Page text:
The mysterious blue container at the center of the Drew Peterson investigation may be one of three that the former police sergeant and a close friend bought from a cable installation company four years ago, ABC News has learned.
A search warrant issued last week for Peterson's two vehicles mentions "blue plastic" and "scuff marks" left by a "large storage container," lending credence to reports that investigators think Peterson, 53, might have loaded into his SUV a blue container holding the body of his 23-year-old wife, Stacy, who disappeared from their Bolingbrook, Ill., home Oct. 28. Drew Peterson is a suspect in her disappearance, but he has not been charged.
Rick Mims, Peterson's long-time friend, told a grand jury last week that he and Peterson bought three such containers for about $100 from AmeriCable, where they both worked part-time in 2003, according to a source close to the investigation. Peterson put two of the containers on a shelf in his garage, but after Stacy vanished, so did the containers, Mims testified.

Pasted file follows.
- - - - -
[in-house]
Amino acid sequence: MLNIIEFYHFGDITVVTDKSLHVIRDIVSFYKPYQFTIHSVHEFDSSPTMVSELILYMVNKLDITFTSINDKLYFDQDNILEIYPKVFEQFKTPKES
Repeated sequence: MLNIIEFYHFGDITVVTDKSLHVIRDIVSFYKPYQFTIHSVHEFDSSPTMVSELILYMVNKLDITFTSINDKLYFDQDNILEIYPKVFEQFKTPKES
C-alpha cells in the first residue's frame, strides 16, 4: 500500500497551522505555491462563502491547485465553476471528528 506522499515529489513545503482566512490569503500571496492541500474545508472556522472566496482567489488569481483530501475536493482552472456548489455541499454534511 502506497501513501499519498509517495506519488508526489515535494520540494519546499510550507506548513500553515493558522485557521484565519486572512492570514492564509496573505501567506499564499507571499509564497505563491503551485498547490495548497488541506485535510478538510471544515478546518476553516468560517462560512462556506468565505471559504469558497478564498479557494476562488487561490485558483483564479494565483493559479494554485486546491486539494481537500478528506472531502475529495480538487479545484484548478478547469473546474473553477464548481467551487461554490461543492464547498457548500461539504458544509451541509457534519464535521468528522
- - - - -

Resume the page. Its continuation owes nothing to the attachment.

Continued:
A state prosecutor and the grand jurors themselves questioned Mims for approximately 10 minutes about the containers, the source said, asking in particular about the items' handles. Mims turned over photographs of the containers, and ABC News obtained copies of those photos.
The new pictures have reportedly prompted state investigators, local police and volunteer searchers to shift their attention from what was originally thought to be a blue barrel to a square blue container. Peterson has consistently denied having a blue barrel in his house, and his attorney Joel Brodsky now denies that a blue container was there either.
"Stacy's sister said there was a blue barrel of chlorine," said Brodsky. "Now we're told there is a blue container of cable. The story is not consistent throughout and therefore really shows it lacks validity."
Peterson has said he believes his wife is alive and disappeared because she left him for another man. But police are treating the case as a possible homicide, and members of Stacy's family are pitching in to help solve the case in any way they can.
Pam Bosco, a spokeswoman for the family, says investigators are actually looking for lots of different kinds of containers while relentlessly searching the canals near the Peterson home for any sign of Stacy's body. Family members met Wednesday with Illinois State Police for three hours, and they say they are pleased with the process so far.
"It was very inspiring," said Bosco, "to see that many people involved -- heart and soul, actually -- with this investigation."